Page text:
Scrolling, Paging View Controller Part 1

Posted by Brian Sachetta on May 13, 2016 2:41:33 PM

There’s a new user experience that’s becoming more prevalent among apps these days. It’s a paging carousel of cards that looks much like the screen seen here:


Users are placed on a screen with a card in front of them and (when applicable) cards on either side of the first one. The cards on the side peek in, hinting to the user that one can swipe left or right to see more. Users can interact with the card in front of them by swiping up, which opens the current card for full page viewing and scrolling.

When a user wants to get back to the cards they first saw, all they have to do is swipe back down until the card collapses fully. Then they can continue swiping left and right to move through cards, or swipe up again to open a card they want to see more of.

So, as a developer, how do you achieve this kind of UX? There are plenty of ways, but let’s start simple. In the first part of this blog post, we’ll focus on the first major interaction - expanding of the “card” into “full screen mode,” where the user can scroll through its expanded content.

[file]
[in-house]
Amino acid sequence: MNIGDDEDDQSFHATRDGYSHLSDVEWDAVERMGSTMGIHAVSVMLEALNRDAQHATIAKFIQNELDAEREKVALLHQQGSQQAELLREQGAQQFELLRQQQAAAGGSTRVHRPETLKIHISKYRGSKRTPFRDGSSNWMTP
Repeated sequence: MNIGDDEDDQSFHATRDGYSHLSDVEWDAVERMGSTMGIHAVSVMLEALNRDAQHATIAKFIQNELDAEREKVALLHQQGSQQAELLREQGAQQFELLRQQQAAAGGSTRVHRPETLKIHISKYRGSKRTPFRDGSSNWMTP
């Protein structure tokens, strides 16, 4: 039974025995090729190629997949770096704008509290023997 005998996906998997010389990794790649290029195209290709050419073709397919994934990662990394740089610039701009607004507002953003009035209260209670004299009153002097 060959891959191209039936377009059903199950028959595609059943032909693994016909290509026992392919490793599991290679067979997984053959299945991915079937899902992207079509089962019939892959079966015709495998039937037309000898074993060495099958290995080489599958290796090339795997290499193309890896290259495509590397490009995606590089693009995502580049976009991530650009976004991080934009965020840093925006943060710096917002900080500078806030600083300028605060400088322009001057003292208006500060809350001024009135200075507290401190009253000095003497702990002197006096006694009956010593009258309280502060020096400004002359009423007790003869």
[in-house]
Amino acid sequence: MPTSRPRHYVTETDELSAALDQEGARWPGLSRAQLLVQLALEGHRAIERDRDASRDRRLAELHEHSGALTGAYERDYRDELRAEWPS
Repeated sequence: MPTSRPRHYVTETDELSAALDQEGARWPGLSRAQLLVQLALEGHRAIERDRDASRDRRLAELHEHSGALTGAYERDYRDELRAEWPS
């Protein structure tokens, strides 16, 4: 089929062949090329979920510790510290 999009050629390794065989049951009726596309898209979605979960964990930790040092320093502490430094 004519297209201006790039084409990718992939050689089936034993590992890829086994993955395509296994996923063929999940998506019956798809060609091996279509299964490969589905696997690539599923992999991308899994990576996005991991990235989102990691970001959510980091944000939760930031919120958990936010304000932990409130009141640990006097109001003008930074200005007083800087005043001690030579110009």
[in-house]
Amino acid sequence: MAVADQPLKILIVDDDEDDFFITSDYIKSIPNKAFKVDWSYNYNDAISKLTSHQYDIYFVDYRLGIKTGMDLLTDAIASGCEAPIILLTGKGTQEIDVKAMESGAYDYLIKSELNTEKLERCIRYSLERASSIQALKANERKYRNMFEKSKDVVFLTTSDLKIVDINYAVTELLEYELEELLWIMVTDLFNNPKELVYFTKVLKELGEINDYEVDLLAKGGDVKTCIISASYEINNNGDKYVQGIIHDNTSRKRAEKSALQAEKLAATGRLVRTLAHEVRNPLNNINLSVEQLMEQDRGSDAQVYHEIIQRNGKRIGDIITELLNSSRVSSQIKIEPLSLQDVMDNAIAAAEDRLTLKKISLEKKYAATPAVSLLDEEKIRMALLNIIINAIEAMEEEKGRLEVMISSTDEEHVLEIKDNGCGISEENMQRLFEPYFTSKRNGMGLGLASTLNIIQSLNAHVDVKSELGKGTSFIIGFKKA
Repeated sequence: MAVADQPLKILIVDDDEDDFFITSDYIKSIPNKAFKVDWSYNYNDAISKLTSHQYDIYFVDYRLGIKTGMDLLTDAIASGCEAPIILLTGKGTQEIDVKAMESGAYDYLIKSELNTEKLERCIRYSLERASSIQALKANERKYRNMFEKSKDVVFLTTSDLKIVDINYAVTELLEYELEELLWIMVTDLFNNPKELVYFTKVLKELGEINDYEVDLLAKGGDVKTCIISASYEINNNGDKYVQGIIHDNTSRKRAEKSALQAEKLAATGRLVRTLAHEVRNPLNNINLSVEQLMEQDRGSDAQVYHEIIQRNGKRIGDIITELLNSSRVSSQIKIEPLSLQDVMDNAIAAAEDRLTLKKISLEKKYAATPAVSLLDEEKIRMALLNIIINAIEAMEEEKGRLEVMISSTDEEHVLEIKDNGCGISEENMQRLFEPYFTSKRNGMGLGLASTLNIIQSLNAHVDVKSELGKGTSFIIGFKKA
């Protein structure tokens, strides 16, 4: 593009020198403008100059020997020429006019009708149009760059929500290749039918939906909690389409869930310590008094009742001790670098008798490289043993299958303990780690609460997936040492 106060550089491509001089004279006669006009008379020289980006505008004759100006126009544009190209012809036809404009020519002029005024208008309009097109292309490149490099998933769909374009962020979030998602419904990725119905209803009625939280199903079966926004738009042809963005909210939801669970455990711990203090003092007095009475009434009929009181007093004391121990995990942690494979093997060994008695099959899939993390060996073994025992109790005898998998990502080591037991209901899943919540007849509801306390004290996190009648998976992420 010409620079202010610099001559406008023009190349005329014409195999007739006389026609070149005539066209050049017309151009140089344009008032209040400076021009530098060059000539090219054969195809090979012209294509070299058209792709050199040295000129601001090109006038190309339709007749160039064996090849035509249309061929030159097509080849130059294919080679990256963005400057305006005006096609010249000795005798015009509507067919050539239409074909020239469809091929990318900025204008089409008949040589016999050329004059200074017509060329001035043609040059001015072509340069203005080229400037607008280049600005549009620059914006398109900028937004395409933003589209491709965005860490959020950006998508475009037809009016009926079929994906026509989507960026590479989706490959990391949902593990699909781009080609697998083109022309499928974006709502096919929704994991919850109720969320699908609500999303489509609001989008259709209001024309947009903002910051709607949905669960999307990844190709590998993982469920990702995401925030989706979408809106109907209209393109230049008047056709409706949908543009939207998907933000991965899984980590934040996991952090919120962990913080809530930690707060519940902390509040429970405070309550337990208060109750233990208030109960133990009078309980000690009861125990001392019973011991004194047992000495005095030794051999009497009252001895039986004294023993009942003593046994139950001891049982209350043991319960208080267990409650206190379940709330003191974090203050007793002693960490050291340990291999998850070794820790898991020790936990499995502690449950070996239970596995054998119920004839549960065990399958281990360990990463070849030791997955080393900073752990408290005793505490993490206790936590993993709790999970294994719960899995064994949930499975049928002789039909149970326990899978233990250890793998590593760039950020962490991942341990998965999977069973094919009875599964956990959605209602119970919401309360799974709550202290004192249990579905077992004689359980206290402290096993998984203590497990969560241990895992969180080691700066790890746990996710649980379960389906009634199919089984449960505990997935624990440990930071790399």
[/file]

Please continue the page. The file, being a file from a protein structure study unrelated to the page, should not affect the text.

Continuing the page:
First, let’s take a look at the layout of the interface file (the nib). This part is the foundation of this user experience, and without the proper layout, this task becomes much more arduous than it needs to be.

This github repository I’ve created shows off this tutorial that you can add to your project or reference, should you like. This blog post assumes you have access to the code, can become familiar with it, and walks you through the high level technical challenges of such a user experience. What it does not do is step you line by line through the code or re-write the code. That’s your homework ;-)

The view hierarchy should look something like this:


There’s a container view (called “big container view” in my code) that is constrained to the bounds of the view controller’s view. This is where the visible guts of the view controller will live. Above the “big container view,” we have a UIScrollView, which I’ve called “big scroll view.” This sits on top of everything else in the view controller and detects scroll events, so that we can then control the expanding, collapsing, and scrolling of the “card.” This is also constrained to the bounds of the view controller’s view.

Within the “big container view” is another container view, which I’ve called “small container view.” This houses the “card” portion of the view controller, which I have implemented as a table view (mine is called “tableView” in the demo). It’s important to note that this “card” could be any kind of scroll view (and not just a UITableView).

The main thing here is that your “card” has scrollable content that the user can pan through. I’ve done this in the form of supplying 100 relatively plain table view cells to the table view. This ensures that the user can scroll down the table for a while. You can make your card’s content equal to whatever you like.